Driving steel H-piles in soils of moderate grain size is generally easy because of the non-displacement character of the pile. However, problems can arise when driving H-piles through man made fills, very dense gravel or deposits containing rock or even boulders. If left unprotected under these conditions, the pile tip may deform to an unacceptable extent and separation of the flanges and web may occur. Point attachments can help prevent these problems. Cast steel point reinforcement for H piles make it practical to drive through compacted fills, dense gravels and even penetrate below levels of possible scour in boulder river beds. Point attachments are also desirable for end bearing piles on rock particularly on sloping rock surfaces where a toe hold on rock is necessary. One piece points may be attached at the site with a minimum of labor and without turning the pile.
It is recommended that for a given set of subsurface conditions, pile points be considered equivalent, if they are manufactured from similar materials and by similar fabrication techniques. Minor variations in configuration should be given minimum importance, except in specific subsurface conditions where a certain shape would give a definite advantage.
Several patented driving points are available as shown in figures 20-4(a) through 20-4(d). These points are attached to H-piles with fillet welds along the outside of each flange. Pile points fabricated from cast steel (ASTM A 27) are recommended because of their strength and durability.
For most field welding E-60 or E-70 low hydrogen rod is favored. For semi-automatic welding AWS E 70T-G (Lincoln NR 211) flux-cored wire seems suitable for “out-of-position” and ordinary welding.
NOTE: Some manufacturers fabricate points from ASTM A 36 rolled steel plates. The plates are cut and welded to form the required shape. Welds used to form these shapes are known to break under hard driving conditions and hence this type of fabricated point is not recommended. H-pile tips reinforced with plates welded to flanges and webs are not recommended because the reinforcement provides neither protection nor increased strength at the critical area of the flange to web connection. In addition, plate or plate and angle tip reinforcement requires handling four or six small pieces, turning the pile one to three times and making up to as much as 270 in. of weld. Much of this weld is in difficult and hard to reach areas between the flanges of the H.
This one-piece point is made to fit all weights of H in each nominal size. It attaches with a groove weld along the outside of each flange. The point is slipped on the pile and a vertical weld made along each flange. This must be full width of the flange. Welding only the ends overstresses the vulnerable corners). Preferred points will have a pre-bevel on the casting. This assures an even space for a proper weld. Should this pre-bevel not exist it may be necessary to field burn a 45 degree bevel along the outside of each flange of the H.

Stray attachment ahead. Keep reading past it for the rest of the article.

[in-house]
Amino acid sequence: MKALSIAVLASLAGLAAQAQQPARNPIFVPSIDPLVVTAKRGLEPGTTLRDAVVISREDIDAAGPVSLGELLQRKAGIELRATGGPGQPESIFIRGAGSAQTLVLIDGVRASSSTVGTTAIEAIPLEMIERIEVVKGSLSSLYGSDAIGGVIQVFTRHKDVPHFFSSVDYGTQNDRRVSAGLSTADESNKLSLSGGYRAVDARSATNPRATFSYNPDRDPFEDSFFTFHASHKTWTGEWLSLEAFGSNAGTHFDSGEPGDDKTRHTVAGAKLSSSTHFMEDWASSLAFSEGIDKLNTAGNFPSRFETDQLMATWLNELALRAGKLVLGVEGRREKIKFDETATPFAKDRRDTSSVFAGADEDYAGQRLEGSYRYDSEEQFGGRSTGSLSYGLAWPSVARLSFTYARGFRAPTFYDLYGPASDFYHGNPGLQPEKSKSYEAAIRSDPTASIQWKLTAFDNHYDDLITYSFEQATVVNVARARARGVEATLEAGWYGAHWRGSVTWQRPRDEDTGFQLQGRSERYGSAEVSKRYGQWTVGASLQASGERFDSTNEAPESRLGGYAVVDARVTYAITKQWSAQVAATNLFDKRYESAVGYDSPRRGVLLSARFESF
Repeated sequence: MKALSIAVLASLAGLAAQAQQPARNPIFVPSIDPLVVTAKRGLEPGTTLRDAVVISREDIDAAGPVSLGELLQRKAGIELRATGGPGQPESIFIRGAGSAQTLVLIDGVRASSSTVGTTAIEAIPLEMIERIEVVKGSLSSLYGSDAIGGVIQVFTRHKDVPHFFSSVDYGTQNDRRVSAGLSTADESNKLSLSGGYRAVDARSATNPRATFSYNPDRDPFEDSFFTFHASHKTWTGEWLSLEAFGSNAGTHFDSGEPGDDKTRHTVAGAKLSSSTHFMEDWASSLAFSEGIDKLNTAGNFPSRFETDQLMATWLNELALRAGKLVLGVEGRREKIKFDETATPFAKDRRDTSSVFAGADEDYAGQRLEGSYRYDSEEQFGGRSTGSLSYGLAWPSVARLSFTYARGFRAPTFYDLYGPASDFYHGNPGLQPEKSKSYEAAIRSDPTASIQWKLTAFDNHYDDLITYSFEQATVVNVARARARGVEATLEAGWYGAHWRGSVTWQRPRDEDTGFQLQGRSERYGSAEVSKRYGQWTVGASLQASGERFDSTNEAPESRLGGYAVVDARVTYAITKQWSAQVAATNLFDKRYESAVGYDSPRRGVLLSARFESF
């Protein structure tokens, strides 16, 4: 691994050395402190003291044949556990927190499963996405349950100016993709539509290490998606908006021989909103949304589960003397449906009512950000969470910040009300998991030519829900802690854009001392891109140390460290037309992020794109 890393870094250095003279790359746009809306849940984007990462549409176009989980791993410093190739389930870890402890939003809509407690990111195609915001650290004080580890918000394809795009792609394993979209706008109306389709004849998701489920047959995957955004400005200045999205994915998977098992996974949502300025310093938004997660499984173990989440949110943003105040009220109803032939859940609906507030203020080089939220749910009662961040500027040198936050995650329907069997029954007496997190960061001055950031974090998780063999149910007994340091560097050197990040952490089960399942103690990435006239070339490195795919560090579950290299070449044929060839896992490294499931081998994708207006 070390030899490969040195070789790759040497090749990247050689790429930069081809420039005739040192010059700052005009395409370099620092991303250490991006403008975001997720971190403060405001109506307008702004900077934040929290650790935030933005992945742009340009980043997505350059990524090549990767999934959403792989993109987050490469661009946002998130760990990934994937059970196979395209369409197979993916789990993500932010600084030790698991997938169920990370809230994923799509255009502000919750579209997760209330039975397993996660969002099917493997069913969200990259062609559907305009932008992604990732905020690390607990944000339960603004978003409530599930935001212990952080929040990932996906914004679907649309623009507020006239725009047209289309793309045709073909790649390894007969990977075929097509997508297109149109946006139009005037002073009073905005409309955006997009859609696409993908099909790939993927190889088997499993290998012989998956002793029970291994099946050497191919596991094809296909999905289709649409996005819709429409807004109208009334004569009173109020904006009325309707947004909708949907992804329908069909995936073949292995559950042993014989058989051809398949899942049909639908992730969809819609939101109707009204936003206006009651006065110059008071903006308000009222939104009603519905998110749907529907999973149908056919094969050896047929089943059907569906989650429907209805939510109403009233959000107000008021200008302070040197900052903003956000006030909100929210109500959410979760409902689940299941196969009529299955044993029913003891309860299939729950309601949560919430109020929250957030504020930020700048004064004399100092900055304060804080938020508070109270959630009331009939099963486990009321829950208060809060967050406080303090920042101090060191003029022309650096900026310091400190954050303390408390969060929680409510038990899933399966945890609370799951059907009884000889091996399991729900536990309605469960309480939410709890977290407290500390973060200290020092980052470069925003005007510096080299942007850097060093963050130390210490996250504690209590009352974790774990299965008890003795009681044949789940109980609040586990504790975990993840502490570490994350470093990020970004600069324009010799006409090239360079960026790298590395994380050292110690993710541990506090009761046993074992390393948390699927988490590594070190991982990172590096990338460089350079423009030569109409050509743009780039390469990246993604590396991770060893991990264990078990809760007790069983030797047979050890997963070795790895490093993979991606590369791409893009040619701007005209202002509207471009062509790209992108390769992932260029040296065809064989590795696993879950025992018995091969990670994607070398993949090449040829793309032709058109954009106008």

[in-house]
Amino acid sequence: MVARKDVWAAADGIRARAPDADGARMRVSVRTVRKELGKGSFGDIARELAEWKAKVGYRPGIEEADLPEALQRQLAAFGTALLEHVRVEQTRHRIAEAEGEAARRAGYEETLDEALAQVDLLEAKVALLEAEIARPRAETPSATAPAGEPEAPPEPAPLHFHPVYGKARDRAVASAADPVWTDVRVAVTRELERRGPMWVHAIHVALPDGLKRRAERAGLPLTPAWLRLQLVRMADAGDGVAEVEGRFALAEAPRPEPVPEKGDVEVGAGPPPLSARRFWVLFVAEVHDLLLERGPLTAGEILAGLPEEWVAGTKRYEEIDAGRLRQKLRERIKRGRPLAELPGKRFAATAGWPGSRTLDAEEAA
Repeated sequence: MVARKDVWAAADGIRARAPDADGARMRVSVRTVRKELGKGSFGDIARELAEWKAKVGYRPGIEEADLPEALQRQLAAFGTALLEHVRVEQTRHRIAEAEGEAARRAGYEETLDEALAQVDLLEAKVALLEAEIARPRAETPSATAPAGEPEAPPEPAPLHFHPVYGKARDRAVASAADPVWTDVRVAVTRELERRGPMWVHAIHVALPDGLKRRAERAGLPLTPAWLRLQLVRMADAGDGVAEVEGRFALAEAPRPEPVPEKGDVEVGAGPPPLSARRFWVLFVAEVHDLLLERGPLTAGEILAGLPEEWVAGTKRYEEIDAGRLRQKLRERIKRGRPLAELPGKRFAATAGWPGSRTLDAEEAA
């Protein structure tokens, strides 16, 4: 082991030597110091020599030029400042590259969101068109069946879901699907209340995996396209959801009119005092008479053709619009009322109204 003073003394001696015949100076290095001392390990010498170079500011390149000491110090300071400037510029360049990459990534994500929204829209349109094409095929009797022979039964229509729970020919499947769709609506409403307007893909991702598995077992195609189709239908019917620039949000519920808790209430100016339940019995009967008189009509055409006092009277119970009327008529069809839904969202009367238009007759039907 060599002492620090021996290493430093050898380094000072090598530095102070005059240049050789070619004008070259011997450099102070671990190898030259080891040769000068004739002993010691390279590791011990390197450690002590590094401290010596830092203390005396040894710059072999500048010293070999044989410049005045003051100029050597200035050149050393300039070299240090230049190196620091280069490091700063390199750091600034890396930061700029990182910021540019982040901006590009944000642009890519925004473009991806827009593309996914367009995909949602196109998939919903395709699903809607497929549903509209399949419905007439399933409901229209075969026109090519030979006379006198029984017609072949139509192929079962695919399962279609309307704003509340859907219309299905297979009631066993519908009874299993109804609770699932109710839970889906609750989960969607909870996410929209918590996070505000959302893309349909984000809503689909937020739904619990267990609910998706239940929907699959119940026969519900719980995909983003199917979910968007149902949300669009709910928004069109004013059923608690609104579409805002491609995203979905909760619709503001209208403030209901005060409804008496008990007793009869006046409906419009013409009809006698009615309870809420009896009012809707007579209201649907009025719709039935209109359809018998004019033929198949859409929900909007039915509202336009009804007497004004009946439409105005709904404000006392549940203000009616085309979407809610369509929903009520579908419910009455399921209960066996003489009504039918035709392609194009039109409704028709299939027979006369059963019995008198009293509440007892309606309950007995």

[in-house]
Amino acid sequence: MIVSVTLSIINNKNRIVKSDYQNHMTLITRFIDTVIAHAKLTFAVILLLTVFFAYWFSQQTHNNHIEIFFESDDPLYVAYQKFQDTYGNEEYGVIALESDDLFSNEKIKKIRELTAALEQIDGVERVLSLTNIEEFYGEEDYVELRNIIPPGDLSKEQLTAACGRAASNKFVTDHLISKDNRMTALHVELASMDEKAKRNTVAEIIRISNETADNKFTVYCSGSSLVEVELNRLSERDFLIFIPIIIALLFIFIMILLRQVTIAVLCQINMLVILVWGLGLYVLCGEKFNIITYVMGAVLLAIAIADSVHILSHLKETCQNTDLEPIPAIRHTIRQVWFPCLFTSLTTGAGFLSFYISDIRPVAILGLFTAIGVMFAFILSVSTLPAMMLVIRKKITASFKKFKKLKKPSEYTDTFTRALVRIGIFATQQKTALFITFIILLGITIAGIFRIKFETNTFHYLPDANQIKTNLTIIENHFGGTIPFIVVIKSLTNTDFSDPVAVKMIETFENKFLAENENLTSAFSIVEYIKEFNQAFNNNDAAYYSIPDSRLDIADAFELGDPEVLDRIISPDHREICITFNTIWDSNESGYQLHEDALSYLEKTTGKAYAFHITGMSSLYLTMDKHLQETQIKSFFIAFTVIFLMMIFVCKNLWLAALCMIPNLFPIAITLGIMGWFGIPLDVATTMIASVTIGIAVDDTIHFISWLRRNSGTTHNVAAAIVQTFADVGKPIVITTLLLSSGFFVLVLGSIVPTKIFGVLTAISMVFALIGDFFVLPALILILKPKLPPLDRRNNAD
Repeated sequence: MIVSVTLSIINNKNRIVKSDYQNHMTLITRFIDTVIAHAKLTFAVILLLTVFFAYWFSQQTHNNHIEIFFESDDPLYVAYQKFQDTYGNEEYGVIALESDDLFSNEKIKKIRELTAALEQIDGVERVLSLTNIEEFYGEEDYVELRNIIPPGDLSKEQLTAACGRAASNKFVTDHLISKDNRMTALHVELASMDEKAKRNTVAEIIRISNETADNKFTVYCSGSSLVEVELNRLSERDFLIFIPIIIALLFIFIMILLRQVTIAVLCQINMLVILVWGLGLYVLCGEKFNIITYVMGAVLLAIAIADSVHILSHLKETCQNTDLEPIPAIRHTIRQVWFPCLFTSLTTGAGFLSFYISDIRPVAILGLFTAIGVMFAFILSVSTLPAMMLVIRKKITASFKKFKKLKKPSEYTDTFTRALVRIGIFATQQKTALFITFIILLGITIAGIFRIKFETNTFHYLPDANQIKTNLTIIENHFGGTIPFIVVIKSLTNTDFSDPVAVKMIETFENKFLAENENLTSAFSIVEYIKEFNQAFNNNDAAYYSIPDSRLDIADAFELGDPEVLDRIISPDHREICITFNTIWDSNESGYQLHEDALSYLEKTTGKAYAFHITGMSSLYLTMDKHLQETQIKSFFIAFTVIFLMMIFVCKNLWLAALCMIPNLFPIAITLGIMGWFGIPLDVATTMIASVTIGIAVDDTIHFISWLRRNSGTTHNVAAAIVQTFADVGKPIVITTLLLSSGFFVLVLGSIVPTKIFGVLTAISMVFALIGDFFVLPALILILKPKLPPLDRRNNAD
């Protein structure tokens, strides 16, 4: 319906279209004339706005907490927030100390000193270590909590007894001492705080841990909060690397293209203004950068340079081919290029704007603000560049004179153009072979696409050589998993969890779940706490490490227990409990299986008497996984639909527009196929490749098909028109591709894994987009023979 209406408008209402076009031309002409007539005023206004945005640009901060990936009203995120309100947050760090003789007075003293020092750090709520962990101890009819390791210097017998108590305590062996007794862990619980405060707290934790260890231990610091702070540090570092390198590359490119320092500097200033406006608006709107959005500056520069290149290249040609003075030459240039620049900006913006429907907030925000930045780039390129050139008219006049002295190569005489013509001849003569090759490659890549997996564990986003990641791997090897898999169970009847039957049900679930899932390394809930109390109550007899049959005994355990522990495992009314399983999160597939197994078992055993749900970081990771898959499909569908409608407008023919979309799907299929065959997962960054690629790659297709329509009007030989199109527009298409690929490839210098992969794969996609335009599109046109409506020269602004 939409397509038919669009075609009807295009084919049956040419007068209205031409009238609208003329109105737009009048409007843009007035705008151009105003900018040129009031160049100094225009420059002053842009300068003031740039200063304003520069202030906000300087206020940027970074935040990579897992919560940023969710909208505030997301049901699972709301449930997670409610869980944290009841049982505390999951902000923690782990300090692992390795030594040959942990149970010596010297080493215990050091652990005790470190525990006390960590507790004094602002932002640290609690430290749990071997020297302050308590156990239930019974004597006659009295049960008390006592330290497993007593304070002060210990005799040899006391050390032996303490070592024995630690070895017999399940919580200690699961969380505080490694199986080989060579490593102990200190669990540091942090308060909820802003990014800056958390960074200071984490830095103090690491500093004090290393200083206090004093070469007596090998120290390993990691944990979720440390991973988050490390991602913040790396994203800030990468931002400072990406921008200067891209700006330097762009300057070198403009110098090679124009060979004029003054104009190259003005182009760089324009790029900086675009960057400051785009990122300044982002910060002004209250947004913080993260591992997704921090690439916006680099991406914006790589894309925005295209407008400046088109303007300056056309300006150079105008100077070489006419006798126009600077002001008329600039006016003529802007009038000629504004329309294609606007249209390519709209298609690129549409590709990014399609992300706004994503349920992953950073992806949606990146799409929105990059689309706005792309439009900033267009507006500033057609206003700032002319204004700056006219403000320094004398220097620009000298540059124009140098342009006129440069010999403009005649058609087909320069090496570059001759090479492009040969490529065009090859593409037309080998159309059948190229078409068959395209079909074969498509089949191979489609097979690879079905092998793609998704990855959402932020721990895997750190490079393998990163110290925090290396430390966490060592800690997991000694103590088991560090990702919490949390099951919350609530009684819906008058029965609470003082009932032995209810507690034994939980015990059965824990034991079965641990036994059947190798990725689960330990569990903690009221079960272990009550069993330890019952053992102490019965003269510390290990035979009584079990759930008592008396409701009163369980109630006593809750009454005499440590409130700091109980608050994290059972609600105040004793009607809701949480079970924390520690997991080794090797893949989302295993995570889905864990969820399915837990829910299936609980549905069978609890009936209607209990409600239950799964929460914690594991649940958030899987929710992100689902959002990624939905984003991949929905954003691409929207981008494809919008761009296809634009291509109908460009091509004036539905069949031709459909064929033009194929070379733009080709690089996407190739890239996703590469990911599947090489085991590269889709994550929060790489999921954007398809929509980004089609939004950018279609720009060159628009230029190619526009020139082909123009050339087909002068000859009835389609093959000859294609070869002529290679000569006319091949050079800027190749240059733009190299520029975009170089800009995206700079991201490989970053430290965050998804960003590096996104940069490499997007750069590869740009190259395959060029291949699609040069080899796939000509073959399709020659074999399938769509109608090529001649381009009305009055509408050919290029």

When preparing for attachment of the point to the pile stack the H piles so the ends are accessible with the flanges vertical. (Stack the H-sections with the webs horizontal and the ends accessible to the welder. Alternate piles can be extended beyond the stack in each direction to achieve this.) The cast steel point can then be attached by holding it tight against the H and then making a simple grove weld along each side. By stacking the piles in this manner both sides may be welded, without having to turn the pile. If the cast steel point is not pre-beveled, an equal leg angle can be made to hand over the flange as a guide for a straight cut.
NOTE: It is suggested that this weld should be a minimum of 5/16 in. and increased when attaching to material of more than 0.55 inch metal thickness.
A good weld is essential to hold the point reinforcement in position when it strikes tough obstructions or sloping rock at one edge only. Beveling across each flange of the H assures a base for a good weld and is essential for attachment of points.
For field welding of cast-steel points use of AWS E60 or E70 welding rod has been found satisfactory. Again, welding only along the full width of the outside of each flange is adequate, additional welding is not needed.
A definite plan should be made for the stacking of these piles with the pre-attached points. To minimize the need for additional handling, one should stack these piles out of the immediate work area, while still keeping them within reaching distance of the crane.NOTE: (Piles can be dragged either way so point reinforcement may be attached at alternate ends in the stack.)
It is customary to burn a small hole in the flange of the H, about one-fourth of the distance from the top, for a shackle connection for handling. This is by far the safest and quickest means of picking up the H.